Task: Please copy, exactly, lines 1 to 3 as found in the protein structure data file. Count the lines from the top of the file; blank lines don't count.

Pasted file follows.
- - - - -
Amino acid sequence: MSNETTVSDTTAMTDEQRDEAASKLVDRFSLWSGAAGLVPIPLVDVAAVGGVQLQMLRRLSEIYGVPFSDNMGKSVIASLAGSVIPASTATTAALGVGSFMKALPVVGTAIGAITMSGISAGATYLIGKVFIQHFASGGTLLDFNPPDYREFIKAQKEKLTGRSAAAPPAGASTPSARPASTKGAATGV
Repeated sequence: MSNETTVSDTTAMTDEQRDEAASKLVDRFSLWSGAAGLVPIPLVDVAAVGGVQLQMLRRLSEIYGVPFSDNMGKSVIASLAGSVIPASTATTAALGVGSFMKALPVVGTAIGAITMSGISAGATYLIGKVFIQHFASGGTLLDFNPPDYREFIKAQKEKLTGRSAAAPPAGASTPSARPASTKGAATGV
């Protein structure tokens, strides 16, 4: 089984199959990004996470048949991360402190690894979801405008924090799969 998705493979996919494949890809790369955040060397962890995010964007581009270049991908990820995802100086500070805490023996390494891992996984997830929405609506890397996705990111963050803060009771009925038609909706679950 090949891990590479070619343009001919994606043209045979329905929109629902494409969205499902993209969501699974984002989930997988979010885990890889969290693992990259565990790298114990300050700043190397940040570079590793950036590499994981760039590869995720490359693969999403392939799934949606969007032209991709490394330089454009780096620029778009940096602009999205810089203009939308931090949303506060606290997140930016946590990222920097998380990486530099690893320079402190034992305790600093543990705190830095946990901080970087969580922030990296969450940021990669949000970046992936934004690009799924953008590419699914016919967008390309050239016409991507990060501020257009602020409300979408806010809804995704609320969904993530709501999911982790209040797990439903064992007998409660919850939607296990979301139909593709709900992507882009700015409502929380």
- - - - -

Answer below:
Amino acid sequence: MSNETTVSDTTAMTDEQRDEAASKLVDRFSLWSGAAGLVPIPLVDVAAVGGVQLQMLRRLSEIYGVPFSDNMGKSVIASLAGSVIPASTATTAALGVGSFMKALPVVGTAIGAITMSGISAGATYLIGKVFIQHFASGGTLLDFNPPDYREFIKAQKEKLTGRSAAAPPAGASTPSARPASTKGAATGV
Repeated sequence: MSNETTVSDTTAMTDEQRDEAASKLVDRFSLWSGAAGLVPIPLVDVAAVGGVQLQMLRRLSEIYGVPFSDNMGKSVIASLAGSVIPASTATTAALGVGSFMKALPVVGTAIGAITMSGISAGATYLIGKVFIQHFASGGTLLDFNPPDYREFIKAQKEKLTGRSAAAPPAGASTPSARPASTKGAATGV
């Protein structure tokens, strides 16, 4: 089984199959990004996470048949991360402190690894979801405008924090799969 998705493979996919494949890809790369955040060397962890995010964007581009270049991908990820995802100086500070805490023996390494891992996984997830929405609506890397996705990111963050803060009771009925038609909706679950 090949891990590479070619343009001919994606043209045979329905929109629902494409969205499902993209969501699974984002989930997988979010885990890889969290693992990259565990790298114990300050700043190397940040570079590793950036590499994981760039590869995720490359693969999403392939799934949606969007032209991709490394330089454009780096620029778009940096602009999205810089203009939308931090949303506060606290997140930016946590990222920097998380990486530099690893320079402190034992305790600093543990705190830095946990901080970087969580922030990296969450940021990669949000970046992936934004690009799924953008590419699914016919967008390309050239016409991507990060501020257009602020409300979408806010809804995704609320969904993530709501999911982790209040797990439903064992007998409660919850939607296990979301139909593709709900992507882009700015409502929380």